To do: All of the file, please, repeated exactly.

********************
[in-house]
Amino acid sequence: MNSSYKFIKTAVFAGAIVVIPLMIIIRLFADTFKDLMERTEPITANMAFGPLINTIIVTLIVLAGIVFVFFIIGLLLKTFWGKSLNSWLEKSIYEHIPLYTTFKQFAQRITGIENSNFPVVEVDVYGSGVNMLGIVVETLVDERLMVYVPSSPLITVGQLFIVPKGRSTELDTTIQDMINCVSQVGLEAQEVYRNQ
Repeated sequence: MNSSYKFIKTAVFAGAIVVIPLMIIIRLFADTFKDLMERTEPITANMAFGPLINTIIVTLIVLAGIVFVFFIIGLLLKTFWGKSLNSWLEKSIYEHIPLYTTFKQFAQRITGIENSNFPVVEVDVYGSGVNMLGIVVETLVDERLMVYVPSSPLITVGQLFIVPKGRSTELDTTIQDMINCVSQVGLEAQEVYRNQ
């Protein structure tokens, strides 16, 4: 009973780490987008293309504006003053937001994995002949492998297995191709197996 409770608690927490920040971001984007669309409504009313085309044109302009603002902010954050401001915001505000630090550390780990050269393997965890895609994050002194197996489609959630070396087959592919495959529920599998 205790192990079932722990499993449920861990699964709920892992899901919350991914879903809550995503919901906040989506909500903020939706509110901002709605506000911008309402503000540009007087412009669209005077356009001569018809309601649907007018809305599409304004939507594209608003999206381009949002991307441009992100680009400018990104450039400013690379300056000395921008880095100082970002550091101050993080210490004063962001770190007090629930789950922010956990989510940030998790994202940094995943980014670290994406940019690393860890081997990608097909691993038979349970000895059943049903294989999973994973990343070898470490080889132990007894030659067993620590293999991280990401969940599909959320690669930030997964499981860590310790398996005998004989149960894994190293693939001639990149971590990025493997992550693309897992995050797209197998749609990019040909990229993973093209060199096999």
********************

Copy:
[in-house]
Amino acid sequence: MNSSYKFIKTAVFAGAIVVIPLMIIIRLFADTFKDLMERTEPITANMAFGPLINTIIVTLIVLAGIVFVFFIIGLLLKTFWGKSLNSWLEKSIYEHIPLYTTFKQFAQRITGIENSNFPVVEVDVYGSGVNMLGIVVETLVDERLMVYVPSSPLITVGQLFIVPKGRSTELDTTIQDMINCVSQVGLEAQEVYRNQ
Repeated sequence: MNSSYKFIKTAVFAGAIVVIPLMIIIRLFADTFKDLMERTEPITANMAFGPLINTIIVTLIVLAGIVFVFFIIGLLLKTFWGKSLNSWLEKSIYEHIPLYTTFKQFAQRITGIENSNFPVVEVDVYGSGVNMLGIVVETLVDERLMVYVPSSPLITVGQLFIVPKGRSTELDTTIQDMINCVSQVGLEAQEVYRNQ
């Protein structure tokens, strides 16, 4: 009973780490987008293309504006003053937001994995002949492998297995191709197996 409770608690927490920040971001984007669309409504009313085309044109302009603002902010954050401001915001505000630090550390780990050269393997965890895609994050002194197996489609959630070396087959592919495959529920599998 205790192990079932722990499993449920861990699964709920892992899901919350991914879903809550995503919901906040989506909500903020939706509110901002709605506000911008309402503000540009007087412009669209005077356009001569018809309601649907007018809305599409304004939507594209608003999206381009949002991307441009992100680009400018990104450039400013690379300056000395921008880095100082970002550091101050993080210490004063962001770190007090629930789950922010956990989510940030998790994202940094995943980014670290994406940019690393860890081997990608097909691993038979349970000895059943049903294989999973994973990343070898470490080889132990007894030659067993620590293999991280990401969940599909959320690669930030997964499981860590310790398996005998004989149960894994190293693939001639990149971590990025493997992550693309897992995050797209197998749609990019040909990229993973093209060199096999």